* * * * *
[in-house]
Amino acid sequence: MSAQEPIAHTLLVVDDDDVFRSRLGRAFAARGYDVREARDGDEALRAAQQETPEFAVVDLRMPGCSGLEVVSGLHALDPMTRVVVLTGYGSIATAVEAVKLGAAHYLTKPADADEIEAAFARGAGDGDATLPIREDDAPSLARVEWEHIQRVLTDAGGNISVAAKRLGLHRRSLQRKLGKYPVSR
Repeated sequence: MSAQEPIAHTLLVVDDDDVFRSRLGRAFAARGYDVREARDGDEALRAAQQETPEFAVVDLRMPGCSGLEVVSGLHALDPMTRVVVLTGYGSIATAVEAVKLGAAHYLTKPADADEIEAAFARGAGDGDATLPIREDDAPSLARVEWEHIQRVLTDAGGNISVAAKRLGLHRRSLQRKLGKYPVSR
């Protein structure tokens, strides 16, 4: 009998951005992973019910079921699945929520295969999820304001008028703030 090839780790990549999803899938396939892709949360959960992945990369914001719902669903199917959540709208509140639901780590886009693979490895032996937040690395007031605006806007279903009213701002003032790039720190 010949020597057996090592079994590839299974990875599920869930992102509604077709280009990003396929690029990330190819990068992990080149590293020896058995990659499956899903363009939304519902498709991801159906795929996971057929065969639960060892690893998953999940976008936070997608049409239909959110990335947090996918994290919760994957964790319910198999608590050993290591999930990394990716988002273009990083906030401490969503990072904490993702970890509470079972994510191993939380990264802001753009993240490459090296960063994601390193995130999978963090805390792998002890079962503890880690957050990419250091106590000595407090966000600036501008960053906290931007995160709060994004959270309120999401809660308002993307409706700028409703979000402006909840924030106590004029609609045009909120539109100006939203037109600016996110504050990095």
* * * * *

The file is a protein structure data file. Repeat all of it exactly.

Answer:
[in-house]
Amino acid sequence: MSAQEPIAHTLLVVDDDDVFRSRLGRAFAARGYDVREARDGDEALRAAQQETPEFAVVDLRMPGCSGLEVVSGLHALDPMTRVVVLTGYGSIATAVEAVKLGAAHYLTKPADADEIEAAFARGAGDGDATLPIREDDAPSLARVEWEHIQRVLTDAGGNISVAAKRLGLHRRSLQRKLGKYPVSR
Repeated sequence: MSAQEPIAHTLLVVDDDDVFRSRLGRAFAARGYDVREARDGDEALRAAQQETPEFAVVDLRMPGCSGLEVVSGLHALDPMTRVVVLTGYGSIATAVEAVKLGAAHYLTKPADADEIEAAFARGAGDGDATLPIREDDAPSLARVEWEHIQRVLTDAGGNISVAAKRLGLHRRSLQRKLGKYPVSR
């Protein structure tokens, strides 16, 4: 009998951005992973019910079921699945929520295969999820304001008028703030 090839780790990549999803899938396939892709949360959960992945990369914001719902669903199917959540709208509140639901780590886009693979490895032996937040690395007031605006806007279903009213701002003032790039720190 010949020597057996090592079994590839299974990875599920869930992102509604077709280009990003396929690029990330190819990068992990080149590293020896058995990659499956899903363009939304519902498709991801159906795929996971057929065969639960060892690893998953999940976008936070997608049409239909959110990335947090996918994290919760994957964790319910198999608590050993290591999930990394990716988002273009990083906030401490969503990072904490993702970890509470079972994510191993939380990264802001753009993240490459090296960063994601390193995130999978963090805390792998002890079962503890880690957050990419250091106590000595407090966000600036501008960053906290931007995160709060994004959270309120999401809660308002993307409706700028409703979000402006909840924030106590004029609609045009909120539109100006939203037109600016996110504050990095």